“Is Swedish culture worth preserving?” Several years ago, at a Nordic conference on integration policy, a Norwegian participant, Hege Storhaug, asked this question of Swedish government representative Lise Bergh. “Yes, what is Swedish culture?” Bergh replied. “And [by asking that] I've answered the question.” As Storhaug later noted, Bergh's reply was a perfect reflection of Swedish leaders' contempt for and rejection of their own culture – a mentality that, Storhaug worried, might ultimately spell Sweden's doom.
“What is Swedish culture?” I was reminded of Bergh's rhetoric question the other morning when I was making my way across the lobby of a hotel in Sweden. Suddenly a double column of about a dozen teenage girls and boys, dressed in long white robes and carrying lit candles, began to process into the room, softly singing the traditional song “Santa Lucia.” I hadn't realized it was Saint Lucy's Day, on which such processions by children and teenagers (formerly just girls, but now also boys) are common in Scandinavia, especially in Sweden. Tourists all around me responded to this unfamiliar spectacle by yanking out their cameras or cell phones and snapping pictures, but since I've seen my share of Santa Lucia processions and was in a hurry, I rushed right past them, my mind on other things.
Not until I reached the end of the lobby did something tell me to stop and turn around. For the next minute or so I stood there and watched as the girls and boys made their way slowly away from me and into the hotel bar and restaurant. To my surprise, I found myself being deeply touched; it was moving to think that Swedish kids (especially boys) of that age would be willing to don long white robes and participate in something that you might well expect them to regard as corny, embarrassing, and old-fashioned.
As I stood there, I remembered Bergh's comment at that integration conference. Certainly, I reflected, this was one part of Swedish culture. It was not a big thing, by any means, but it was one of the many little things that come together to make up the culture of a nation. It should perhaps be pointed out that for Swedes, who by and large are not very religious at all, the Santa Lucia processions tend to be less an expression of faith than a cherished ritual, like putting presents under the Christmas tree. For most of the young people in the hotel that day, I would guess, taking part in a Santa Lucia procession was not about religious belief but about embracing the customs of their people – the traditions handed down to them by their parents and grandparents.
That, I guess, is the best way to explain what it was that touched me in that hotel lobby. And it touched me because there is so much that is happening in Europe – and especially, I think it is fair to say, in Sweden – that seems to spell the doom of such delicately distinctive traditions. In writing about her exchange with Lise Bergh at the integration conference, Storhaug mentioned an event that had taken place some months earlier. In a speech at a mosque, Mona Sahlin, who at the time was Sweden's minister of integration (and who wore a veil for the occasion), asserted that many Swedes envy immigrants – by which she plainly meant Muslim immigrants – because they have a culture and a history to bind them together, while Swedes only have “töntiga” (“cheesy”) things like Midsummer Night.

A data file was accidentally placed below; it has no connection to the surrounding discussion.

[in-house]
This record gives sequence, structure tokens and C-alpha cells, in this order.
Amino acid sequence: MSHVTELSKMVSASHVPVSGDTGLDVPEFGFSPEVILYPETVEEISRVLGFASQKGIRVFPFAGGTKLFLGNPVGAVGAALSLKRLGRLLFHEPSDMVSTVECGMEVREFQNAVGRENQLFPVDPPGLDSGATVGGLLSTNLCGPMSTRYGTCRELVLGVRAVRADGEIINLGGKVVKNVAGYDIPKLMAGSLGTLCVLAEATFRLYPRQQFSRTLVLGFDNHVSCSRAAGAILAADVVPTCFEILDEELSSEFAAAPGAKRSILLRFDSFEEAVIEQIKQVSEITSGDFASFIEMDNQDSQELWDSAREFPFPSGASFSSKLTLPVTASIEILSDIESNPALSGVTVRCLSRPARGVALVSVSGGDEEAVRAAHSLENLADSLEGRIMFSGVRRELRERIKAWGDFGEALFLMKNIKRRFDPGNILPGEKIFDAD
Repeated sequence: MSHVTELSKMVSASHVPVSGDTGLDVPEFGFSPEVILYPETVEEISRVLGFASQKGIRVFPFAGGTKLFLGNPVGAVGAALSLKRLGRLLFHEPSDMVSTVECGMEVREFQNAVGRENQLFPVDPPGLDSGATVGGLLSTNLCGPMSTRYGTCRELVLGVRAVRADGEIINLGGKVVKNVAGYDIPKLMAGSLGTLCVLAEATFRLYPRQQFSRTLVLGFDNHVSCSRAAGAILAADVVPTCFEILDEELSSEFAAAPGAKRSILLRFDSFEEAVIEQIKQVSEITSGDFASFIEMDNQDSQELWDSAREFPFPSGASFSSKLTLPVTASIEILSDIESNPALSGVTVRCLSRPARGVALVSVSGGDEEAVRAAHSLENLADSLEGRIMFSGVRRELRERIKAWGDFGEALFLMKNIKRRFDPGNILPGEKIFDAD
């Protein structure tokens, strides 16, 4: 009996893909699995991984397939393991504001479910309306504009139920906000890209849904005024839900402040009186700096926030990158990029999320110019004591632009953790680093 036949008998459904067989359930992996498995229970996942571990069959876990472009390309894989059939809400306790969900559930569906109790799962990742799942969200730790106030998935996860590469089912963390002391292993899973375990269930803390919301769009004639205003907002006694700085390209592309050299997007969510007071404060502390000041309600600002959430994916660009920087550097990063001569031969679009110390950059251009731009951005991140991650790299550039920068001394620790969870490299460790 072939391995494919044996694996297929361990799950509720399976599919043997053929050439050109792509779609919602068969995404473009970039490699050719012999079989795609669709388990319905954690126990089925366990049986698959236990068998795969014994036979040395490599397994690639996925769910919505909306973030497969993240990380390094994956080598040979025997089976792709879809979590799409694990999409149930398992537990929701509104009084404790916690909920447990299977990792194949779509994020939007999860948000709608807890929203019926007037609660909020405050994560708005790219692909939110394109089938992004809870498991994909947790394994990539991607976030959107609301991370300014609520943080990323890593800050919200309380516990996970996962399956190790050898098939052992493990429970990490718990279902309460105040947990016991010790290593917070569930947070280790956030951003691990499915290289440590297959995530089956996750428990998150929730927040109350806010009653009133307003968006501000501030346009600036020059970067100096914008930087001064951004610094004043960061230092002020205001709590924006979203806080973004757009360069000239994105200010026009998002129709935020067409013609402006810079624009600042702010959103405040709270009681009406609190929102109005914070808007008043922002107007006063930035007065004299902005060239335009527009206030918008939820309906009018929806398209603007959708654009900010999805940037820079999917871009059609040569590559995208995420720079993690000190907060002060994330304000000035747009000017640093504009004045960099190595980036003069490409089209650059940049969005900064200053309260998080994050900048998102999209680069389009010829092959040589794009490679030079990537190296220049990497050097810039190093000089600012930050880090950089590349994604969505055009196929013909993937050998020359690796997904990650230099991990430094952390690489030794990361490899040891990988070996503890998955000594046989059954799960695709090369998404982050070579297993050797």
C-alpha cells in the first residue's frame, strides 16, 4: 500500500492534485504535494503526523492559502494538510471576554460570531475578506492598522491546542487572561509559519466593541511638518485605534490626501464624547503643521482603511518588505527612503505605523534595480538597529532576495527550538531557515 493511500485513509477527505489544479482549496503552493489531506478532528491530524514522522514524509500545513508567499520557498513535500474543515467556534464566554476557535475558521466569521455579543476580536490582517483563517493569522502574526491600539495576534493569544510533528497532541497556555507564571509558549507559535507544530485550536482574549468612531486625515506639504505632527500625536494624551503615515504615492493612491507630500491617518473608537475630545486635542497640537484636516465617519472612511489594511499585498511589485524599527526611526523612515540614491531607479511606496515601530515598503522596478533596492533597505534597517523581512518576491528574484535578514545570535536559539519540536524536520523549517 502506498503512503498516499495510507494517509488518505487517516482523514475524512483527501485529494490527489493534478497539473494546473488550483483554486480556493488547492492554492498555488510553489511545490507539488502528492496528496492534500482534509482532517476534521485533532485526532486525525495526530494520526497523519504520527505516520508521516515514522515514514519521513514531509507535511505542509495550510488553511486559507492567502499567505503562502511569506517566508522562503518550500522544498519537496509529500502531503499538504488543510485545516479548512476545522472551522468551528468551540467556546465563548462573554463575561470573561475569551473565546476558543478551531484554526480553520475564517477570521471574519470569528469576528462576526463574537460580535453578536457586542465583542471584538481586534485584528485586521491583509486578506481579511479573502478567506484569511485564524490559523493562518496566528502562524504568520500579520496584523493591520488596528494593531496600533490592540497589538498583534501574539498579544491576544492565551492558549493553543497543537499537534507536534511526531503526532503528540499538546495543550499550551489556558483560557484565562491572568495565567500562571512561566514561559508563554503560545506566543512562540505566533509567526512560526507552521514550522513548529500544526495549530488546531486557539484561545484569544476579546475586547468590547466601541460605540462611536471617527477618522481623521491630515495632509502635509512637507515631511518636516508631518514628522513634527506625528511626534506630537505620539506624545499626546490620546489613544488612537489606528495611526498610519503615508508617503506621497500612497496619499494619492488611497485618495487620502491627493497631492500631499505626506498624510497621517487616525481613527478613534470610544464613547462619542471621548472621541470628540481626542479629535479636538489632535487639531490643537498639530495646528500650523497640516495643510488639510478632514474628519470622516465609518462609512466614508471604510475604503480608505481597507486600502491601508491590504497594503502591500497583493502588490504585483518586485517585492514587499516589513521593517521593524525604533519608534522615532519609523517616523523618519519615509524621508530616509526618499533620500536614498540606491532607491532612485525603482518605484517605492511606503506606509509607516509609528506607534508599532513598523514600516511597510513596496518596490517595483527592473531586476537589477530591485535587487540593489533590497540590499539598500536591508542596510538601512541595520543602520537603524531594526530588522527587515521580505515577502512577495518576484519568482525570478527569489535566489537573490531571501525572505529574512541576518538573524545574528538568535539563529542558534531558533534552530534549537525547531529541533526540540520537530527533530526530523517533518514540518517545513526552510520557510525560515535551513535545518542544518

One can hardly imagine a more breathtaking betrayal of one's own country and culture by a high-level public servant – a woman entrusted with a position in which she wielded extraordinary power to either enhance or undermine her nation's, and her culture's, ability to survive and prosper. Watching those teenagers singing “Santa Lucia,” I marveled at, and took comfort from, the fact that in one European country after another, there are still many people who continue, quietly and respectfully, to preserve their national traditions, even as a relative handful of elite types, including elected officials like Lise Bergh and Mona Sahlin, mock and dismiss those same traditions as “cheesy” – so desperate are they to please and pacify “new countrymen” whose own traditions, however aggressive and brutal, they are pathetically eager to extol. What is sad is that the Berghs and Sahlins, however small their numbers, possess a huge power to destroy. For anyone who cares about the preservation of Western civilization, the manifest determination of such people to offer up their own cultures on the altar of multiculturalism is nothing less than terrifying.
And that is why, as the white-robed girls and boys disappeared into the hotel bar, and I turned around and headed for my room, I was overwhelmed with a feeling of wistfulness. Could the glow of their dozen little candles possibly be bright enough to overcome the darkness of the Berghs and Sahlins, and of the imported culture of brutality that they so reflexively appease and eulogize? Or was that glow, as it were, the last light of a setting sun?
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